Satan’s greatest fear today is that the Church of the Lord Jesus Christ will realize that it is mightier than him! He is literally scared that every believer will fully understand the practical implications of the biblical truth that “greater is He who is in you than he who is in the world” (1 John 4:4). He’s afraid the Church will discover a war is going on and will join it. His prisoners will leave the dungeons as they hear of their spiritual emancipation. His strongholds over our cities will be rapidly overtaken as angels are sent to assist a praying Church (see Heb. 1:14). To this end, the Church must learn how to pray with authority. Not as begging for crumbs from a cunning POW commandant but rather as an advancing army that knows it’s destined for victory. To do this effectively, the Church must understand and learn to use the authority delegated to it as it prays for all people. The normal state of affairs between the Church and Satan is war, all-out war. Praying with authority entails stating the truth (see Matt. 4:4,7,10; Eph. 6:17), demanding that the usurper leave (see Matt. 4:10; Jas. 4:7) and radioing for help to evict him (see Rom. 15:30; Eph. 6:18; Col. 4:12), if necessary. Angels will quickly oblige (see Acts 27:22ff). Angels are itching to be dispatched by God, not so much to comfort POW prisoners in Satan’s camp, but to aid them as they fulfill the Great Commission all over the world (see Acts 12:5; Heb. 1:14).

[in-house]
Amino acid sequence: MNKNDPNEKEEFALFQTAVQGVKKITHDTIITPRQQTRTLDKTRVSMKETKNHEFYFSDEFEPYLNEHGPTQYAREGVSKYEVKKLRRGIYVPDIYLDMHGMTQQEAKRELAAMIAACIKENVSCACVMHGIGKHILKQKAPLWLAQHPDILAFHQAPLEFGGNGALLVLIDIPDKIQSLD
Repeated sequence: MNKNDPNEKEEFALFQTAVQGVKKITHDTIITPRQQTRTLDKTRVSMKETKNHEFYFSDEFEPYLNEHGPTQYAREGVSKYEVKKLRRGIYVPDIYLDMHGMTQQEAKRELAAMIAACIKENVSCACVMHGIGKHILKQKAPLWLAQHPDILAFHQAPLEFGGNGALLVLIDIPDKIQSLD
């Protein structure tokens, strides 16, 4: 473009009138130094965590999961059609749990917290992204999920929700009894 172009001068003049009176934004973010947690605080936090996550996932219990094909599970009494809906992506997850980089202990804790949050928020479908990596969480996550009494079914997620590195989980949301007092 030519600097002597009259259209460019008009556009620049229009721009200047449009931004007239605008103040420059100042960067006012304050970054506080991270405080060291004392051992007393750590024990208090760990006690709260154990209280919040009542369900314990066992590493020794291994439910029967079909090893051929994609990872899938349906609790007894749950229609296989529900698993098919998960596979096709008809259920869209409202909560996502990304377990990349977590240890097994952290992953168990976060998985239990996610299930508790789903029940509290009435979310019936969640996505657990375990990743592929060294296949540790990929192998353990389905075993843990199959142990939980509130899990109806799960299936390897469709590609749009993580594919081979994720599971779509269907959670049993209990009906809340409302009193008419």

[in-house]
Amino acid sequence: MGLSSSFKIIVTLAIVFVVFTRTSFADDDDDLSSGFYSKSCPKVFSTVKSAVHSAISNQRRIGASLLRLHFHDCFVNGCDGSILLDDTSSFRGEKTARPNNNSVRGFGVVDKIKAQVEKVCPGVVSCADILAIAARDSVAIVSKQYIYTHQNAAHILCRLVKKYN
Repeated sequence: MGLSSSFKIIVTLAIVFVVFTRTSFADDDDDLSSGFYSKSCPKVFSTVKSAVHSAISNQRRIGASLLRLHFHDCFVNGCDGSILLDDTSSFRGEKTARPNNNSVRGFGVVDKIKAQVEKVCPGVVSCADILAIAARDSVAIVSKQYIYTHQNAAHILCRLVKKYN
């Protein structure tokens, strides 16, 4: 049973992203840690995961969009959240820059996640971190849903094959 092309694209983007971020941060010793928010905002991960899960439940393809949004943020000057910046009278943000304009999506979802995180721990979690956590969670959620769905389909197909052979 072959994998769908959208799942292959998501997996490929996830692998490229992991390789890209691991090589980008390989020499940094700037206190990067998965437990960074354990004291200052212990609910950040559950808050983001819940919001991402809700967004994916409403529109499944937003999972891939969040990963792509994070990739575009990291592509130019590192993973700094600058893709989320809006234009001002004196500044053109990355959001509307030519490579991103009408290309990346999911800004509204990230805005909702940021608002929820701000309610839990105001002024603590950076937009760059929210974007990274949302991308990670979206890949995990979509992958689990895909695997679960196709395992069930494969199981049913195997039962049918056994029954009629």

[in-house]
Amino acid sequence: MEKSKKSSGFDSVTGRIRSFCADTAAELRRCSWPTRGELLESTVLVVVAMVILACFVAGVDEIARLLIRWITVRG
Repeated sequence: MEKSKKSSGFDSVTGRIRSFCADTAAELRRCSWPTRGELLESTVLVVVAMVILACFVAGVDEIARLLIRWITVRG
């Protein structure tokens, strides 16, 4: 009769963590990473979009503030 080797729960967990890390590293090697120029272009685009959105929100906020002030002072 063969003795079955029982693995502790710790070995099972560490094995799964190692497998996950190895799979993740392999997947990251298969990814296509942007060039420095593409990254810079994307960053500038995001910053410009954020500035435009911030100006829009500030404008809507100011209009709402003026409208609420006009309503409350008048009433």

Perhaps you feel as Wainwright did because of a past failure. Maybe you are still living in a POW camp. The enemy has lied to you and has deprived you of everything. Maybe you have lost your command; you have surrendered. Since then you have been punishing yourself. You have been living in a cloud of hopelessness. I encourage you to look up to your Supreme Commander, Jesus Christ, the Lord of lords and the King of kings. He is saying to you, “I will never leave you nor forsake you. Even when you are
unfaithful, I remain faithful. I cannot deny myself. You may have surrendered a flag or two, but the war has been won. Be of good courage” (see Heb. 13:5-6). On that final day, when Satan will be forced to acknowledge the facts as described in Revelation 12:11 as final proof of his total defeat, you are going to stand next to your Commander. You will be part of His triumphal parade. Until then, pick yourself up and
charge against the strongholds of the enemy. Serve eviction notices and radio for help. Tell the enemy that “my Commander in Chief has defeated your commander in chief.” You are in charge now. Go and begin to set the captives free!*
*Excerpt from That None Should Perish, pages 177-179, 181-183, 197-198, 200-201.